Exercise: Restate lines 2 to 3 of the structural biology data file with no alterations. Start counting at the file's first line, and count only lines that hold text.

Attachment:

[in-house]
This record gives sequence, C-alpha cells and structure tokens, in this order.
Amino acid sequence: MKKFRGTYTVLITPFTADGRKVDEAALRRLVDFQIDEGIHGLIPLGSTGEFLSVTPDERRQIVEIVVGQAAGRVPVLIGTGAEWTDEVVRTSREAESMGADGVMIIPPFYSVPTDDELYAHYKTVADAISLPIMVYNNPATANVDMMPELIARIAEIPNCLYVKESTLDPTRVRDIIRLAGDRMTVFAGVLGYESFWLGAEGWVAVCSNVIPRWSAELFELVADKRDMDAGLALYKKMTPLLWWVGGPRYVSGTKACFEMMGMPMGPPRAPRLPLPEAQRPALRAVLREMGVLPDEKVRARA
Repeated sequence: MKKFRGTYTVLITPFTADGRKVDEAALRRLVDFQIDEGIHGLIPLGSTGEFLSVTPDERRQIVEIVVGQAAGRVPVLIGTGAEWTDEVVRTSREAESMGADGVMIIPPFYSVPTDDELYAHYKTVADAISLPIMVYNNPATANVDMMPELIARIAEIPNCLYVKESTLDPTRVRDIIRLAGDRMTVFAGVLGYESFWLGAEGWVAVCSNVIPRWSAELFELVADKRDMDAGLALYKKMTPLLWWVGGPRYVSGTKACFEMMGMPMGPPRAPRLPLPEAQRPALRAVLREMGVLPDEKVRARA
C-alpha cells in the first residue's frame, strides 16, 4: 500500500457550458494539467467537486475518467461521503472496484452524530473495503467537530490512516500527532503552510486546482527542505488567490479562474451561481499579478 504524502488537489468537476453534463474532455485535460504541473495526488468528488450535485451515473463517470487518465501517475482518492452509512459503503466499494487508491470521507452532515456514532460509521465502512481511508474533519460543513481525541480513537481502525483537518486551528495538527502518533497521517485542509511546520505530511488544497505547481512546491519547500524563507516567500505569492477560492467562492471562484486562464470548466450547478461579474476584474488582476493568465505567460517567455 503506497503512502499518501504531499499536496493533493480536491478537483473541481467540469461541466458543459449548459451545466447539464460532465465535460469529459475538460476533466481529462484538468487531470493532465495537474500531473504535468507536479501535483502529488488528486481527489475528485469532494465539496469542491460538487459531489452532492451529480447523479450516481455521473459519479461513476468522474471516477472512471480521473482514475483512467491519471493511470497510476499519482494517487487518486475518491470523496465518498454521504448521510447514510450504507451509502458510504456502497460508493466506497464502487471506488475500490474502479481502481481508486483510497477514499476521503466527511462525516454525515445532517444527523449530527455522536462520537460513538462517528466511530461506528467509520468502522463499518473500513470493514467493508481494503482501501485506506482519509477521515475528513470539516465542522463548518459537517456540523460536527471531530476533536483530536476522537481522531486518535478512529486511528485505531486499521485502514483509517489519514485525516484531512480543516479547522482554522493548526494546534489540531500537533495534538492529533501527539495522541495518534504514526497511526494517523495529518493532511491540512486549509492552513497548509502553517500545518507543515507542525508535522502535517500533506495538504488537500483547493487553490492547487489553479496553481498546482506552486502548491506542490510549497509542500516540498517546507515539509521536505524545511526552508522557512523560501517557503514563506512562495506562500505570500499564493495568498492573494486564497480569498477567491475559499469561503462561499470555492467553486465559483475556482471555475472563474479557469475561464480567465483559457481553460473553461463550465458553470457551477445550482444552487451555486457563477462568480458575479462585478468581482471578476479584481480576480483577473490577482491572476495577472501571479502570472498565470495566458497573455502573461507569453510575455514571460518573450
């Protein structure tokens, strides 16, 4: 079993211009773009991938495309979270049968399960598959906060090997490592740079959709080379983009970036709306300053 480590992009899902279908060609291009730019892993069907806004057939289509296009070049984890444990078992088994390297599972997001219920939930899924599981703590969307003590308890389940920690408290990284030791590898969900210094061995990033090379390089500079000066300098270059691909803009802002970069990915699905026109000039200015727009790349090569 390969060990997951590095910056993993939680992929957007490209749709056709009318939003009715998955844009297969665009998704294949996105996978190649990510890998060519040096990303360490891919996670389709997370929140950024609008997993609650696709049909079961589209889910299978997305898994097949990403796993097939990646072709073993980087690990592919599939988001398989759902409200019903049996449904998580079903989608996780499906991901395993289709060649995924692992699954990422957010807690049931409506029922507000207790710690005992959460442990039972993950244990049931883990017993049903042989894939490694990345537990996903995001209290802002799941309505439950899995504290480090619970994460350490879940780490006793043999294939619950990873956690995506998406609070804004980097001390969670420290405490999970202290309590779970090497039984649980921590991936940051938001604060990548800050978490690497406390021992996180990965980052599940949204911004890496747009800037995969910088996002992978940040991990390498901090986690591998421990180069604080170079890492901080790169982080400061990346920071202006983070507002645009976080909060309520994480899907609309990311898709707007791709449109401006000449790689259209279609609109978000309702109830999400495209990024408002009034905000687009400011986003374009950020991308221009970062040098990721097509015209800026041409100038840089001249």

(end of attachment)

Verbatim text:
This record gives sequence, C-alpha cells and structure tokens, in this order.
Amino acid sequence: MKKFRGTYTVLITPFTADGRKVDEAALRRLVDFQIDEGIHGLIPLGSTGEFLSVTPDERRQIVEIVVGQAAGRVPVLIGTGAEWTDEVVRTSREAESMGADGVMIIPPFYSVPTDDELYAHYKTVADAISLPIMVYNNPATANVDMMPELIARIAEIPNCLYVKESTLDPTRVRDIIRLAGDRMTVFAGVLGYESFWLGAEGWVAVCSNVIPRWSAELFELVADKRDMDAGLALYKKMTPLLWWVGGPRYVSGTKACFEMMGMPMGPPRAPRLPLPEAQRPALRAVLREMGVLPDEKVRARA